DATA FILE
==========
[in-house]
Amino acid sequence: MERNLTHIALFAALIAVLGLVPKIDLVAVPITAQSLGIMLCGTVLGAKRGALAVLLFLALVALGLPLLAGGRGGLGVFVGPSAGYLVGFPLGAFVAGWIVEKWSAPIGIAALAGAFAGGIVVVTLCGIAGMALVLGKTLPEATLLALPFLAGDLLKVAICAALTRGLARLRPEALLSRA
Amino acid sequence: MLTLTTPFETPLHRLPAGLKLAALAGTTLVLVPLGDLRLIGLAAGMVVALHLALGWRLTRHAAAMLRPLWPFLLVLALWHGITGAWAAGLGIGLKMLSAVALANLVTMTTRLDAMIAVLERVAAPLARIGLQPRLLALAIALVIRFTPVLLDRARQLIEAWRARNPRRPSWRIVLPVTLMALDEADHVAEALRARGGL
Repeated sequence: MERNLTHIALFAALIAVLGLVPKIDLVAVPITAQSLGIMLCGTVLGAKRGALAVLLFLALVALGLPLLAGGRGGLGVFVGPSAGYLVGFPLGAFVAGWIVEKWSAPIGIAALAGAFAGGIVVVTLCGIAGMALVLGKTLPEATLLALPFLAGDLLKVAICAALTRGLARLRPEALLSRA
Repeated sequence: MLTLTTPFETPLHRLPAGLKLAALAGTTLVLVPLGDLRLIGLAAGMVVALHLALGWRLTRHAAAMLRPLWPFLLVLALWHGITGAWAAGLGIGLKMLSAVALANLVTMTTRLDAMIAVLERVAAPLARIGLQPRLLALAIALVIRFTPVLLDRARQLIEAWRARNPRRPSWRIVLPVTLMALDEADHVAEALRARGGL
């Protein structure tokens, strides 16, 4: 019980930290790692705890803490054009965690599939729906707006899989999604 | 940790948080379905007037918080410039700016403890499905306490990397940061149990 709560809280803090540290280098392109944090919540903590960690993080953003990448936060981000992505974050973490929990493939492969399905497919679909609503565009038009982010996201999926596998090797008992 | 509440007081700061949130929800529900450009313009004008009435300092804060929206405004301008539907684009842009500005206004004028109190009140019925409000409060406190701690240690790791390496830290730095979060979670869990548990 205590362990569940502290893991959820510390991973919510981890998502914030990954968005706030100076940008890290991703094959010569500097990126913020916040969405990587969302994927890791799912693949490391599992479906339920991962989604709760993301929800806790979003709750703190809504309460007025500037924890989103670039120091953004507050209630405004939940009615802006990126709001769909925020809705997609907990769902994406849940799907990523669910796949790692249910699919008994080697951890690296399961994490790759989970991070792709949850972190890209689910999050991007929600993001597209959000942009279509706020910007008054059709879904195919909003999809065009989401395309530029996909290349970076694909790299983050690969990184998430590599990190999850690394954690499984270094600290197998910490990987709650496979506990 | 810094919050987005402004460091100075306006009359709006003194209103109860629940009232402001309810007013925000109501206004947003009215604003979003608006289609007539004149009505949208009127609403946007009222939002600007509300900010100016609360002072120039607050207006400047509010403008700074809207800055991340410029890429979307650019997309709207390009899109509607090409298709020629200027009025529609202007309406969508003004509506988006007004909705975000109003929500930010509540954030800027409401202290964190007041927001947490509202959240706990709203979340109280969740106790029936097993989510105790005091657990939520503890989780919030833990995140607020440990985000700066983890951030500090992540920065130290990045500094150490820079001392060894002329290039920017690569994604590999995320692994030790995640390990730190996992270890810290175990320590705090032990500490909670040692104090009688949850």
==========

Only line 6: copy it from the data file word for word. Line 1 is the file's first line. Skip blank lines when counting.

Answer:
């Protein structure tokens, strides 16, 4: 019980930290790692705890803490054009965690599939729906707006899989999604 | 940790948080379905007037918080410039700016403890499905306490990397940061149990 709560809280803090540290280098392109944090919540903590960690993080953003990448936060981000992505974050973490929990493939492969399905497919679909609503565009038009982010996201999926596998090797008992 | 509440007081700061949130929800529900450009313009004008009435300092804060929206405004301008539907684009842009500005206004004028109190009140019925409000409060406190701690240690790791390496830290730095979060979670869990548990 205590362990569940502290893991959820510390991973919510981890998502914030990954968005706030100076940008890290991703094959010569500097990126913020916040969405990587969302994927890791799912693949490391599992479906339920991962989604709760993301929800806790979003709750703190809504309460007025500037924890989103670039120091953004507050209630405004939940009615802006990126709001769909925020809705997609907990769902994406849940799907990523669910796949790692249910699919008994080697951890690296399961994490790759989970991070792709949850972190890209689910999050991007929600993001597209959000942009279509706020910007008054059709879904195919909003999809065009989401395309530029996909290349970076694909790299983050690969990184998430590599990190999850690394954690499984270094600290197998910490990987709650496979506990 | 810094919050987005402004460091100075306006009359709006003194209103109860629940009232402001309810007013925000109501206004947003009215604003979003608006289609007539004149009505949208009127609403946007009222939002600007509300900010100016609360002072120039607050207006400047509010403008700074809207800055991340410029890429979307650019997309709207390009899109509607090409298709020629200027009025529609202007309406969508003004509506988006007004909705975000109003929500930010509540954030800027409401202290964190007041927001947490509202959240706990709203979340109280969740106790029936097993989510105790005091657990939520503890989780919030833990995140607020440990985000700066983890951030500090992540920065130290990045500094150490820079001392060894002329290039920017690569994604590999995320692994030790995640390990730190996992270890810290175990320590705090032990500490909670040692104090009688949850």